October 12, 2018 9.48 am This story is over 37 months old

Call for tougher action on careless and illegal businesses

They want the power to shut down businesses

A call for stricter action to be taken on business failings and illegal activity has been made by a new group on Boston’s council.

The Bostonian Independents Group, believes the authority should be stricter whenever business owners break the rules – including stripping the business of all hygiene ratings and even going so far as to shut businesses down completely.

Councillor Barrie Pierpoint, on behalf to the Bostonian Independents Group, said he felt previous results were ‘not good enough’.

He said there had been ‘lots of businesses’ in the past that have come through with issues including health and safety, fake cigarettes and food and drink problems.

The group gave a recent example where the owner of European Food and Wine, in High Street, was fined more than £10,000 and banned from operating as a food business for at least six months for selling out of date food.

In October 2017, it had been given a five-star rating.

“When people are selling things that are outdated and there’s a safety risk, a two month ban is not good enough. They should be closed down, people should be aware of it,” said councillor Pierpoint.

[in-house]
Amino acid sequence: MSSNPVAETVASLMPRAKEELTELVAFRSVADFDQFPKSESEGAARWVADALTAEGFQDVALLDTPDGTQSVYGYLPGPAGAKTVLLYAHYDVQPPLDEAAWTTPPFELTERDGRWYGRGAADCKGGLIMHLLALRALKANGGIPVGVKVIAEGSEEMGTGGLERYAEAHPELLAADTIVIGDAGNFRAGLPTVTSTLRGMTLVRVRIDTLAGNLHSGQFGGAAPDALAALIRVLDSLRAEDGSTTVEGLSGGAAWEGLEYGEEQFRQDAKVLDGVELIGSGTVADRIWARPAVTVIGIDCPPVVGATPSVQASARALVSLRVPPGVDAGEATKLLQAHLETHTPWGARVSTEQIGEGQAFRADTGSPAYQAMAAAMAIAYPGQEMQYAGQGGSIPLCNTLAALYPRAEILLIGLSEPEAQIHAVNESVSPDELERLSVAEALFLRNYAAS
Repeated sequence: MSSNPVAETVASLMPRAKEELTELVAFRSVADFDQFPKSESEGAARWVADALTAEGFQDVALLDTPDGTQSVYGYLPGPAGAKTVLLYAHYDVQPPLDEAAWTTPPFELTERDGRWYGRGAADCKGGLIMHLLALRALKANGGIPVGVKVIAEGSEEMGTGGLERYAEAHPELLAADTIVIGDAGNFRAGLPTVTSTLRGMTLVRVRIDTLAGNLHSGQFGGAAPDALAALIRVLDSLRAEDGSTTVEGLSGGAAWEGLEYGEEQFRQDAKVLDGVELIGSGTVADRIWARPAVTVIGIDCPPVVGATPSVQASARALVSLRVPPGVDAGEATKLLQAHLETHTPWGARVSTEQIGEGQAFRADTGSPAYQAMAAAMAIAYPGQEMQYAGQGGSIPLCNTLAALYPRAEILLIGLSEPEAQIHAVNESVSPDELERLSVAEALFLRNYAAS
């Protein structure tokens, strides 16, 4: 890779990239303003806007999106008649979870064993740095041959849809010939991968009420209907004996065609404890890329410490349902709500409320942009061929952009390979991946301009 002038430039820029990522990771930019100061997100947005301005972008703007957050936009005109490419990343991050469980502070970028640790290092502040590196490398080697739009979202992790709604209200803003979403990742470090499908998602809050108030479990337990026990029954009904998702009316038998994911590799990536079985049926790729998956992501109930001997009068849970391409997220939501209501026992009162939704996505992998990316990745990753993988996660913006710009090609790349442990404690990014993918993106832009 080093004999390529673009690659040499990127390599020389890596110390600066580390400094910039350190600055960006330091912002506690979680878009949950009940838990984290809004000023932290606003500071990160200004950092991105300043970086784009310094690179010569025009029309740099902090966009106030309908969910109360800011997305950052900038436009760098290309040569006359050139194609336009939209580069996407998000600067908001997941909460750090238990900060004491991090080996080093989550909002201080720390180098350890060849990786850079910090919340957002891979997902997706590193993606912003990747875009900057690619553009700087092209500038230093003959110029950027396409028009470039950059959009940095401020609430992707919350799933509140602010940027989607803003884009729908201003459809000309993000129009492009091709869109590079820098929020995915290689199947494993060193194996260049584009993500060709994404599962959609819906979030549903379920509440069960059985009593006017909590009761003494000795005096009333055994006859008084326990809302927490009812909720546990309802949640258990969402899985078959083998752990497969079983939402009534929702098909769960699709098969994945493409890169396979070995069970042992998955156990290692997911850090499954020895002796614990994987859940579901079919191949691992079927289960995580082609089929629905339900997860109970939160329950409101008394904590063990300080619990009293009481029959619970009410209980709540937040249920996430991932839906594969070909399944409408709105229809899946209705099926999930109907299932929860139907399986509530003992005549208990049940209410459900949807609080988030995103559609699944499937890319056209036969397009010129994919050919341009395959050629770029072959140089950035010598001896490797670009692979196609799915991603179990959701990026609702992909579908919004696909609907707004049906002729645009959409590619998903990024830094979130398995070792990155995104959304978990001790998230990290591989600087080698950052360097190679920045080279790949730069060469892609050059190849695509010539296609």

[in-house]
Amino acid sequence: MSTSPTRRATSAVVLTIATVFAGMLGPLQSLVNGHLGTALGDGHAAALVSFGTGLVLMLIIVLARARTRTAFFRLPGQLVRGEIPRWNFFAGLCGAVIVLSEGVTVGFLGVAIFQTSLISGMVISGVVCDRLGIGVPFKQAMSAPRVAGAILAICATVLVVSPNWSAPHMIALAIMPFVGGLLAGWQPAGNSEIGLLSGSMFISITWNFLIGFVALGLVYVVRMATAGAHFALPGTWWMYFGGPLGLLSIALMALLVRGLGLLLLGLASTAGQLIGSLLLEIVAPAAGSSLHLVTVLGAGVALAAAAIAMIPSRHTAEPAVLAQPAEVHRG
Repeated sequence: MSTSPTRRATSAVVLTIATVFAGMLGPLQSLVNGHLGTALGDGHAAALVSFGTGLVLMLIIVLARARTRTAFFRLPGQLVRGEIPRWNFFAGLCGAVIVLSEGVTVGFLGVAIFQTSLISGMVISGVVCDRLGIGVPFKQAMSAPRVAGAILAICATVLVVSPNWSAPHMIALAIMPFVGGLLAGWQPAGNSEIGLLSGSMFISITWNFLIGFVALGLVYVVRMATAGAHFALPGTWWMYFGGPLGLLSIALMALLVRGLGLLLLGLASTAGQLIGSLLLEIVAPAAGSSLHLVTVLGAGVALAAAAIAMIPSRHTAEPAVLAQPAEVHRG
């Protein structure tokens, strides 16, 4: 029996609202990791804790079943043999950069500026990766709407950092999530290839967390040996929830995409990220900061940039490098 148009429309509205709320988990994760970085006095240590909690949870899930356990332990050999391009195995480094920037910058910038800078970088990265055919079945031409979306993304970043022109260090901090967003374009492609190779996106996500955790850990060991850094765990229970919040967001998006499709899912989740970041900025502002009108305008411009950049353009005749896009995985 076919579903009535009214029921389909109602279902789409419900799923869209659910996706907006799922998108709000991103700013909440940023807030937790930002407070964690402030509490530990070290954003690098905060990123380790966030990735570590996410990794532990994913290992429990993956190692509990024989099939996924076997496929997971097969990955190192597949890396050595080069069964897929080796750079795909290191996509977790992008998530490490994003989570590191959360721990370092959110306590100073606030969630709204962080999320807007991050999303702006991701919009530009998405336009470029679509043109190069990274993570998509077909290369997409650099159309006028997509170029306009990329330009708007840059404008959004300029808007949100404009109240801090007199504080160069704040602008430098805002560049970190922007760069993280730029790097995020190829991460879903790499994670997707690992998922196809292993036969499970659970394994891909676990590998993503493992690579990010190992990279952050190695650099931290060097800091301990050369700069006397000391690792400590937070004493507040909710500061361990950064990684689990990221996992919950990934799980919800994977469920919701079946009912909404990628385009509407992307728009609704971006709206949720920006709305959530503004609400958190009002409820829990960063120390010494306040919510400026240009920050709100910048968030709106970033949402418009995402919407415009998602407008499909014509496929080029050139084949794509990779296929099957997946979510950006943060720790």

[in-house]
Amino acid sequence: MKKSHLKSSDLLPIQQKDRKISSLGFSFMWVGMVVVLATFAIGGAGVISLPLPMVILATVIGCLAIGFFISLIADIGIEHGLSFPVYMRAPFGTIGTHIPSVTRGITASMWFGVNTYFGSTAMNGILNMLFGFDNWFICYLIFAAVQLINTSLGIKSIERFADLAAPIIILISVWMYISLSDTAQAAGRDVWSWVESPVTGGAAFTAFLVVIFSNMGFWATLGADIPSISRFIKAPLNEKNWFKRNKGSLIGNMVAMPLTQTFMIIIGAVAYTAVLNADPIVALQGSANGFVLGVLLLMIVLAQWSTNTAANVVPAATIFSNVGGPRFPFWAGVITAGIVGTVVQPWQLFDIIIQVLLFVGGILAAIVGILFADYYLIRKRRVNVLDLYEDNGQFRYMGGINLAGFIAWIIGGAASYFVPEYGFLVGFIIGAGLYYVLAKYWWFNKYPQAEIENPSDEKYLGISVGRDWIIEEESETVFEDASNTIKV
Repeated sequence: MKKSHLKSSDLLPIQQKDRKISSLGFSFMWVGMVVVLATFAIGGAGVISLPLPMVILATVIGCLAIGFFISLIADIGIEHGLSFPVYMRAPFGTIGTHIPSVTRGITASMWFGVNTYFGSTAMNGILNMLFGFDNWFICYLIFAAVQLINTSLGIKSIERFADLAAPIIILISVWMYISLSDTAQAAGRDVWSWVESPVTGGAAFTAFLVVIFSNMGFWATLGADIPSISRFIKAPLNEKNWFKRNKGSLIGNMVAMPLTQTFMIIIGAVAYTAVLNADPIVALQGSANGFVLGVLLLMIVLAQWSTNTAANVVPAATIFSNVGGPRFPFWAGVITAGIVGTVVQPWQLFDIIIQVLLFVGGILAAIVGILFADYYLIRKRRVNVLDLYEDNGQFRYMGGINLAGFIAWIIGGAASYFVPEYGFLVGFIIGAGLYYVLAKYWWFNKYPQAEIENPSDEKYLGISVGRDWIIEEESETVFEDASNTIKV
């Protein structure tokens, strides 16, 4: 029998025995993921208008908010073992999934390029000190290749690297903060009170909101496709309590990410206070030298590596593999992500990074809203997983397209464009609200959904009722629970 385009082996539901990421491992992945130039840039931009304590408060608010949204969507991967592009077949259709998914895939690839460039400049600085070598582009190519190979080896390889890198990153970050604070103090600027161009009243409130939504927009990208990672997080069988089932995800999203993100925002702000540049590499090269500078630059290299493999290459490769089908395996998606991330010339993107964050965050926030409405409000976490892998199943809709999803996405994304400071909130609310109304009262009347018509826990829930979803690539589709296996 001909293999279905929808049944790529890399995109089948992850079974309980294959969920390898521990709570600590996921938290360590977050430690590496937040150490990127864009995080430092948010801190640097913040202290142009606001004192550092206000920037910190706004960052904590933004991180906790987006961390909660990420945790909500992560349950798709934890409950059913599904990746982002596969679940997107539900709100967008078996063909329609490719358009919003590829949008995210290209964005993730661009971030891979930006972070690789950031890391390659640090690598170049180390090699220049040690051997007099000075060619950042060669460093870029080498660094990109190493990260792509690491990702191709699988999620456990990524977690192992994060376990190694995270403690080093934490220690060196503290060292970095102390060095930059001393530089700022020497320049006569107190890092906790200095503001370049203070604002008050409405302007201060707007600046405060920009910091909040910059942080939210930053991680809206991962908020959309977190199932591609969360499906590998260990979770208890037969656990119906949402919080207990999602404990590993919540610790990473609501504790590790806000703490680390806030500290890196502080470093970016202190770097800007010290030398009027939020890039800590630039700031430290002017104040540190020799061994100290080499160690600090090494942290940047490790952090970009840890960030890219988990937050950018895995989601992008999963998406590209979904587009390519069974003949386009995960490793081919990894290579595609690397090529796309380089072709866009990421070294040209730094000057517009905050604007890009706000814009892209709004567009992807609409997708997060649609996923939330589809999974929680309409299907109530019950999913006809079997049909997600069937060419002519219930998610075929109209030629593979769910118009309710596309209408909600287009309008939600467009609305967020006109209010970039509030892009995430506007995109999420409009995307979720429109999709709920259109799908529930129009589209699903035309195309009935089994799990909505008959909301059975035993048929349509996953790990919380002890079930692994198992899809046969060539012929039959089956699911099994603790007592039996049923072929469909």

“We are saying people should be protected. The council should look after the interests of the Boston public.

“We don’t know what the long-term side effects could be from eating out of date food.”

In response to online comments that the business was still open, a spokesman for Boston Borough Council said the business had been taken over by a new operator.

They said prior to this, an inspection had taken place in May when the business had scored 0.

The authority then inspected the new business on October 1, 2018, and found the new owner had complied with all the legislation and scored a five under the food hygiene rating scheme.

They said the council could only change a rating following inspections – which are usually unannounced.

They said to shut down a business there had to be an ‘imminent risk to health’ and that in the example given the removal of the out of date stock had eliminated that risk.

“Any failure on the part of a food business to comply with food safety standards will be dealt with in accordance with the Council’s enforcement policy,” said the spokesman.

“This takes into account matters such as the seriousness of the offence, the level of risk posed by the offence, the previous record of the offender, whether the proposed action is in the public interest and the likelihood of obtaining a successful conviction.”

They said the Council strictly complied with the Food Law Code of Practice and was monitored regularly.

The Council had been successfully audited by the Food Standards Agency, they said.

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